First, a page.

Weather forecasters are calling for a chance of snow and ice accumulations later this evening, continuing into Friday morning.
Central Indiana could get up to an inch or more of snow, as well as sleeting rain.
Weather predictions indicate about an inch of snow and sleet accumulation is possible along the Interstate 70 corridor, with two-inch amounts possible north of that area. Accumulation will be less to the south, where more rain will fall.
As a result, state officials are advising Hoosiers to evaluate whether they need to travel, or, if they need to travel, to leave more time.
Leaving extra time and having a mindset of courtesy and defensive driving will help make roadways safer for everyone.
State of Indiana agencies, including the Indiana State Police, Indiana Department of Transportation, the Indiana Utility Regulatory Commission, and the Indiana Department of Homeland Security have been monitoring impending weather and are increasing staffing levels as needed.
Residents are being told not to call city, county, or state police to check on road conditions as police agencies across the state want to keep phone lines open for emergency calls. Instead, motorists may call toll-free 1-800-261-ROAD (7623) for updated Indiana travel information, including road conditions, road closures, crashes, and other traffic alerts.
Motorists are advised to have a safety kit in their vehicles that includes blankets, water, a small shovel, and other items that may be helpful in the event they get stranded. Motorists should also make sure they have at least a quarter tank of gas in their vehicle before leaving in order to prevent the fuel line from freezing.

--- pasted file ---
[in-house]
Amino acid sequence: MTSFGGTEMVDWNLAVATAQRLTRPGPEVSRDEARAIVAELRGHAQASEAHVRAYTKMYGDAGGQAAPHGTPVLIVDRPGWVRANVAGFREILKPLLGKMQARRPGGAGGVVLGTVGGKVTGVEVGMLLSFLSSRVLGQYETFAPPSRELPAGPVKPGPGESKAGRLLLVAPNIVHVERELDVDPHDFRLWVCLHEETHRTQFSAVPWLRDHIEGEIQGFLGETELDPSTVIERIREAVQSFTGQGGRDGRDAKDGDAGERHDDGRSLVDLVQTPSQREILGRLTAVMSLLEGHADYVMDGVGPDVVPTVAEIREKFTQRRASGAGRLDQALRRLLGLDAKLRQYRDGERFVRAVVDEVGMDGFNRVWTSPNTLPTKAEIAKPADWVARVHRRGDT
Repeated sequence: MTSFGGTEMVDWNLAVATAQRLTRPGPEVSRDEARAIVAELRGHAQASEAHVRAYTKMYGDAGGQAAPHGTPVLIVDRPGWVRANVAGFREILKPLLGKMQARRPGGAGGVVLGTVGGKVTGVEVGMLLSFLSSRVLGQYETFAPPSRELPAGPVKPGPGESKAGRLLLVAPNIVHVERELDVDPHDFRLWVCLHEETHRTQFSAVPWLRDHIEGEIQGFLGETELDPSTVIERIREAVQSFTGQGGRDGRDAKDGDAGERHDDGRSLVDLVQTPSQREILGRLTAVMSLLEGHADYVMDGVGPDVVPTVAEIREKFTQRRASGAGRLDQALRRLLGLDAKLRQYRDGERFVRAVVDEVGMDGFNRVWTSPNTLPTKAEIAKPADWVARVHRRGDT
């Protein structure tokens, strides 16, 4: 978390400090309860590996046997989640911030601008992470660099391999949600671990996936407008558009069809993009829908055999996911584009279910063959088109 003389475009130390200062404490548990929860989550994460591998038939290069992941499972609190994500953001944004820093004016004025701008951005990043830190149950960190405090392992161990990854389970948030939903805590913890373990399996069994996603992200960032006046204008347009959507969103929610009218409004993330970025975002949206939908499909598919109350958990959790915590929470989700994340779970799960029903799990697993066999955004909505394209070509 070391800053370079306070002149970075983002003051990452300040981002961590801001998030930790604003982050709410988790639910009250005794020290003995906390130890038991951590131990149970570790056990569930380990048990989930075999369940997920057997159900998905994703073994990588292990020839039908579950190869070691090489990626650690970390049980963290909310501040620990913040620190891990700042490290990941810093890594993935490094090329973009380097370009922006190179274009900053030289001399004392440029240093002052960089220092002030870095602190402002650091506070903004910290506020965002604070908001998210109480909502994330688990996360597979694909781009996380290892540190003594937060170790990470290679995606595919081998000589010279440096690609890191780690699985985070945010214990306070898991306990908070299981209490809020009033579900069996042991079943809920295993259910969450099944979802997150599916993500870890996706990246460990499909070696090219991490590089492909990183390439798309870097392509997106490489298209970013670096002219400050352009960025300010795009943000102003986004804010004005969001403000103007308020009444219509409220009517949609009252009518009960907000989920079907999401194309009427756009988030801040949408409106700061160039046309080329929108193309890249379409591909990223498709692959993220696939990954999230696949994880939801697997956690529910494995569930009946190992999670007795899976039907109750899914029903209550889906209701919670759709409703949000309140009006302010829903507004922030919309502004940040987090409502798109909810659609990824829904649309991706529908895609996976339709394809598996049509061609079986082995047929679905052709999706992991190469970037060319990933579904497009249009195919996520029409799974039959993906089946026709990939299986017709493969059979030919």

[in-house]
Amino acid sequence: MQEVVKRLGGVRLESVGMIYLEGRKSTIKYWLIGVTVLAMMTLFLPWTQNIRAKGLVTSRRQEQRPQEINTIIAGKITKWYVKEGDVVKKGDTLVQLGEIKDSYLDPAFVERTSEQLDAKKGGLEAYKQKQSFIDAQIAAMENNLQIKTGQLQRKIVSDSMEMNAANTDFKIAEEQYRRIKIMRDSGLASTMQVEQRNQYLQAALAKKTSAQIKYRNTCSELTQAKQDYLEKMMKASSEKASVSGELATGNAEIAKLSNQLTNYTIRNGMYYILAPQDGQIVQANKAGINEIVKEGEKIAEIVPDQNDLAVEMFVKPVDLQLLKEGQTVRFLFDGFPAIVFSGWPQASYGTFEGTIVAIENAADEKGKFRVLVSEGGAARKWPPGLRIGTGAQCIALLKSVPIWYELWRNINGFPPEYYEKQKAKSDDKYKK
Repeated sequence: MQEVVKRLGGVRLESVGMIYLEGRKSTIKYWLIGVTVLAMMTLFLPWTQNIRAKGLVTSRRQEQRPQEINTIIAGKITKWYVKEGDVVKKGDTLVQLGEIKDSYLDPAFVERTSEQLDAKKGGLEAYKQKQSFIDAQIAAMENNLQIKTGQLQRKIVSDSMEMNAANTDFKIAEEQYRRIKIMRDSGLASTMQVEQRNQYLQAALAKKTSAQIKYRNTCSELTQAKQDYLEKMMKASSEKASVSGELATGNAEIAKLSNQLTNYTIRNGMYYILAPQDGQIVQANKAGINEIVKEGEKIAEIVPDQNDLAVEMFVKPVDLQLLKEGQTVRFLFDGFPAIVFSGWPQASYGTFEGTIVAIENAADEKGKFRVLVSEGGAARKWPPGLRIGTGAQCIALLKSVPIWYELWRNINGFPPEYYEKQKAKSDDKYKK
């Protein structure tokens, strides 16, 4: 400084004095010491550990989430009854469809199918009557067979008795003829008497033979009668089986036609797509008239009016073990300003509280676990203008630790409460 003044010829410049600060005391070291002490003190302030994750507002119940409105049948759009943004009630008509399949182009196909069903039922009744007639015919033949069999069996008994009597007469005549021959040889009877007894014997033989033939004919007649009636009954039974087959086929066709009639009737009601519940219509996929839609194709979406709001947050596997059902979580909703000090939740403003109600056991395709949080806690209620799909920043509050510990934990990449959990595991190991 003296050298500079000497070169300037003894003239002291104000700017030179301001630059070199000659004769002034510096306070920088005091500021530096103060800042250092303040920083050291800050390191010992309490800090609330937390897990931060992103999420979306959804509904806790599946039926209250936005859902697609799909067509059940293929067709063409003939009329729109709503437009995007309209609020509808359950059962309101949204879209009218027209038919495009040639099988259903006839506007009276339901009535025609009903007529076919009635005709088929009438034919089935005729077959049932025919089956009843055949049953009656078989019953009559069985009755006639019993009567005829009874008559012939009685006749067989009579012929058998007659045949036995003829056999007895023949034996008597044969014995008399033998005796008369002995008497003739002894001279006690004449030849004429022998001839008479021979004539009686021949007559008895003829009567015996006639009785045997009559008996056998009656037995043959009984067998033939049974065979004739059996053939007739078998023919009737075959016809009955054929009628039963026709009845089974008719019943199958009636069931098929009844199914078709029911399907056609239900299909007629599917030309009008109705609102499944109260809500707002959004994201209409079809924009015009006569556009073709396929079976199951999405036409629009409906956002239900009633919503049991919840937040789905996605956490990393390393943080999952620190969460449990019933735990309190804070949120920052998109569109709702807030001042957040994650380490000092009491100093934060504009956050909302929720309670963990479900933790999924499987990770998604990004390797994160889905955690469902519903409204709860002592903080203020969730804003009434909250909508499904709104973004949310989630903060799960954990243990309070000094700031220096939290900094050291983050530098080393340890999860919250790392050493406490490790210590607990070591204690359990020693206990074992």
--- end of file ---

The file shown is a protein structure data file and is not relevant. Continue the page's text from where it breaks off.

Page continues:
Should anyone become stranded in their vehicle, officials advise that they:
— Not leave the vehicle. It will provide the best protection, unless there is a building immediately nearby.
— Keep the overhead light on when the engine is running so they can be seen (remember to keep the windows cracked).
— Tie a brightly colored cloth to the antenna for rescuers to see.
— Run the engine for 10 minutes every hour to stay warm (an idling car uses only one gallon of gas per hour).
— Keep the exhaust pipe free of blockage to prevent carbon monoxide poisoning.
— If involved in a crash where no one is injured and the involved vehicles are still drivable, move to a safe area to exchange names, vehicle and license plate information, along with driver’s license numbers and insurance agent’s names and phone numbers with the other driver.
During severe weather conditions law enforcement will be busy responding to emergency calls and will not be able to take reports of crashes where there is only damage to property.
Vehicles left abandoned along interstate and state road right-of-ways are subject to immediate removal during inclement weather events
With weather systems like this it’s not uncommon to see widespread power outages. While utility companies will be working to quickly repair any outages, storms of this size and magnitude often make it very difficult to restore power immediately. Those who do lose power should call their utility company’s outage reporting line so that they can track where loss has occurred.
Everyone is advised to charge their cell phones and other items in case power is interrupted.
For more information on winter travel safety, visit the website at Getprepared.in.gov.